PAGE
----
BVARP

Field School


320 px wideThe Department of Modern Languages and Classics invites applications for its archaeological field school in the Basentello Valley in the historic regions of Puglia and Basilicata (south central Italy; the ‘instep’ of the boot). Students will participate in an ongoing archaeological research project which involves the excavation of a Roman imperial estate in southern Italy (including a small village and a Roman cemetery) as well as regional field survey of a 200 square km area in the territories of Genzano di Lucania, Banzi, and Irsina. The goal of our research is to examine the settlement patterns of this territory, with special emphasis on the transitions from the Hellenistic to the Roman period, and from the Imperial to the Late Antique period. We are also examining cultural interaction between the pre-Roman indigenous population of the region and the Romans who arrive in the area as colonists and landowners during the first century BC.

History of the Project

Since 2005, students from North American and European universities have participated in the study of an imperial estate and its surrounding territory in the Basentello Valley of south Italy. This has included the excavation of a Roman villa, part of an imperial estate, the analysis of artifactual and environmental data from this excavation, and the survey of a roughly 200 square kilometer territory to the west of the Basentello River Valley. The project has involved specialists in pottery, zooarchaeology, archaeobotany, CAD, GIS, and the environmental scientists. Reports of our fieldwork have been published in the Papers of the British School at Rome, the Fasti Online, and Taras, and a substantial preliminary report will appear shortly in Mouseion. The project, which is partially funded by the Social Sciences and Humanities Research Council of Canada, is of vital importance for our understanding of the process of Romanization or cultural hybridization in southern Italy, as well as to our understanding of the nature of imperial estates in Italy. A field school has been associated with the project since its inception, which has been a formative experience in the careers of many graduate students, including one Rhodes scholar, and many professional archaeologists.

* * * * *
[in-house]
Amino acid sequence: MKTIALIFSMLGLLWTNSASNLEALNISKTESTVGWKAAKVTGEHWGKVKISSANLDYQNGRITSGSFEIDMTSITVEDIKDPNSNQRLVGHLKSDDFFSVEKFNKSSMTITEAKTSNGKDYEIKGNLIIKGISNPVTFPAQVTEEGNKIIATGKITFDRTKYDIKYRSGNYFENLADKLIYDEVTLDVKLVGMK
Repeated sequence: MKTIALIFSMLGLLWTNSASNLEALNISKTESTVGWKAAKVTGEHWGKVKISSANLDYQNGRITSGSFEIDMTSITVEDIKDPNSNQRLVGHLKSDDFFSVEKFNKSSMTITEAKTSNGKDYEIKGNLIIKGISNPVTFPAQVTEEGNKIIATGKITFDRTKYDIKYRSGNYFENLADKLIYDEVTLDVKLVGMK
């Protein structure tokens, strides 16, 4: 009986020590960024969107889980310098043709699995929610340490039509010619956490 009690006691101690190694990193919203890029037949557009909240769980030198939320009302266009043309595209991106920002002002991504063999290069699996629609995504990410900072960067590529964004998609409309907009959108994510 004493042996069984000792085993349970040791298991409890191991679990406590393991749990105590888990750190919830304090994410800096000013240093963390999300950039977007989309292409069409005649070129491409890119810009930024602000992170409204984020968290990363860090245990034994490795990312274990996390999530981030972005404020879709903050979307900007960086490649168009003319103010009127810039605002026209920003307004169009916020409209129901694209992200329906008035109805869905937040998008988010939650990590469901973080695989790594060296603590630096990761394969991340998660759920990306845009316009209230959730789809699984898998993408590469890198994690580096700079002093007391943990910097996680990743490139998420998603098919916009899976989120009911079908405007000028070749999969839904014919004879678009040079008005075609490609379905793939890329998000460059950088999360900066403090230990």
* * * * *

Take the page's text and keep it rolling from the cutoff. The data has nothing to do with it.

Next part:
Work in 2015